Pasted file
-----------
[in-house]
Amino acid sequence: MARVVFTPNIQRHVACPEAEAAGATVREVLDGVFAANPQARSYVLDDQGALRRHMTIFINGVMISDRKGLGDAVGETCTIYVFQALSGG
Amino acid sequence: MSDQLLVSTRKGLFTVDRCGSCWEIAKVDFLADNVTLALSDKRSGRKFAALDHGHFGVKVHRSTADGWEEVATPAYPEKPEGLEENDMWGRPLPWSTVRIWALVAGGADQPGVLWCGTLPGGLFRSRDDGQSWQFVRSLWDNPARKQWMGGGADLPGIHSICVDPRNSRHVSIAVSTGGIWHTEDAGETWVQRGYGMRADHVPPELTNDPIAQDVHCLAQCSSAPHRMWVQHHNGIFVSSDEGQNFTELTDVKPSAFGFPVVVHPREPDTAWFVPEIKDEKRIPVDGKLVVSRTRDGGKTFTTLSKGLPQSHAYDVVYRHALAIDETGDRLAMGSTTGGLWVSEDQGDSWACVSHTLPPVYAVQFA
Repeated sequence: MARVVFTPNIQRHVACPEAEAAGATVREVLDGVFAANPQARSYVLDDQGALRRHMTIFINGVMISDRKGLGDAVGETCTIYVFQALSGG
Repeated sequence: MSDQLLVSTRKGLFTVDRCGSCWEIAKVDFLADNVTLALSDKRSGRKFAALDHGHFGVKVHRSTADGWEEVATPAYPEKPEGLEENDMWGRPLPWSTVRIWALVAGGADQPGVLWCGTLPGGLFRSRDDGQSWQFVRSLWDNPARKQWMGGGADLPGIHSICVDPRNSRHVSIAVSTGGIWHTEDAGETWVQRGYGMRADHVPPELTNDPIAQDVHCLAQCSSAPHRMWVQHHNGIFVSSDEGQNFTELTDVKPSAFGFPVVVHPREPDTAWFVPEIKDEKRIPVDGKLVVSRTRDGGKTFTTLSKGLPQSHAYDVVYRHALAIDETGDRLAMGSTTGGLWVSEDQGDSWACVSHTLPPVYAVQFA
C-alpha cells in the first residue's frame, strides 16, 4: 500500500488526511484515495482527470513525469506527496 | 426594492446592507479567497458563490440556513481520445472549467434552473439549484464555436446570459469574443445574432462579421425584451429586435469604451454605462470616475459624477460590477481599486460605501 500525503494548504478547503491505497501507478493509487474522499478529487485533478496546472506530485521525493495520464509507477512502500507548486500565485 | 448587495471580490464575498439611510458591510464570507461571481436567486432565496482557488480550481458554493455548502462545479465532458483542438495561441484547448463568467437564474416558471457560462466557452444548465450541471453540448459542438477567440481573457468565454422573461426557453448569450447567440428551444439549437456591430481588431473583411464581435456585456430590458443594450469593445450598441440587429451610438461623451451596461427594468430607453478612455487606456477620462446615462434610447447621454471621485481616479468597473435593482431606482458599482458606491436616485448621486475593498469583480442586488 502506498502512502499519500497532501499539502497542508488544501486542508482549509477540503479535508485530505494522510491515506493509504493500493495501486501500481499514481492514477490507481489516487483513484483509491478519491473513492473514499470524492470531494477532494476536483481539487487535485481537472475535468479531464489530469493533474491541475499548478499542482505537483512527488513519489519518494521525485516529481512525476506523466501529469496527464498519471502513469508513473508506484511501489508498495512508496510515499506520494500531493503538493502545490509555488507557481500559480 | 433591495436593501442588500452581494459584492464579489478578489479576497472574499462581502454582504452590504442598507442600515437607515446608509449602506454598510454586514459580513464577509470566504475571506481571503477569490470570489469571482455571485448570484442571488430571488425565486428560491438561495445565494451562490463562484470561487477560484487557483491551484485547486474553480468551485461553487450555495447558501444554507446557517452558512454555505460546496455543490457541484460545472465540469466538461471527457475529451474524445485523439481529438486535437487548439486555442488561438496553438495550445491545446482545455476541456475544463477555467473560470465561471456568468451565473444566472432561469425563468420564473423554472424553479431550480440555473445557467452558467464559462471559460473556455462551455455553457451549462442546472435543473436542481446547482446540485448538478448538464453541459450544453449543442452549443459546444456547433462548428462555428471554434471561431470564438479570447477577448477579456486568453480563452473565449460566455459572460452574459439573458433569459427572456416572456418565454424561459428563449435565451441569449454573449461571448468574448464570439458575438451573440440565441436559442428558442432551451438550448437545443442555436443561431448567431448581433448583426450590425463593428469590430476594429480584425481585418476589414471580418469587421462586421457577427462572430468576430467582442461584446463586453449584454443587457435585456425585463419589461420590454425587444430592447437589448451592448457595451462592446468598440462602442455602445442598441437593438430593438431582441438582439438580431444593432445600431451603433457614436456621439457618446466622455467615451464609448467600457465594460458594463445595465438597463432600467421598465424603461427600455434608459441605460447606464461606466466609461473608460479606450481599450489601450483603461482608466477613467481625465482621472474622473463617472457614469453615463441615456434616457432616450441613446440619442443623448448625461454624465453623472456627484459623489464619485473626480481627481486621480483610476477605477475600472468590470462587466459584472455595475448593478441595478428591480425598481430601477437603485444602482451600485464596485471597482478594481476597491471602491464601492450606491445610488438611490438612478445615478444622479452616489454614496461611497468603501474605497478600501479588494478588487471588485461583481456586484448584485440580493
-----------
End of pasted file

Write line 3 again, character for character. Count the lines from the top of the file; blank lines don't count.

Amino acid sequence: MSDQLLVSTRKGLFTVDRCGSCWEIAKVDFLADNVTLALSDKRSGRKFAALDHGHFGVKVHRSTADGWEEVATPAYPEKPEGLEENDMWGRPLPWSTVRIWALVAGGADQPGVLWCGTLPGGLFRSRDDGQSWQFVRSLWDNPARKQWMGGGADLPGIHSICVDPRNSRHVSIAVSTGGIWHTEDAGETWVQRGYGMRADHVPPELTNDPIAQDVHCLAQCSSAPHRMWVQHHNGIFVSSDEGQNFTELTDVKPSAFGFPVVVHPREPDTAWFVPEIKDEKRIPVDGKLVVSRTRDGGKTFTTLSKGLPQSHAYDVVYRHALAIDETGDRLAMGSTTGGLWVSEDQGDSWACVSHTLPPVYAVQFA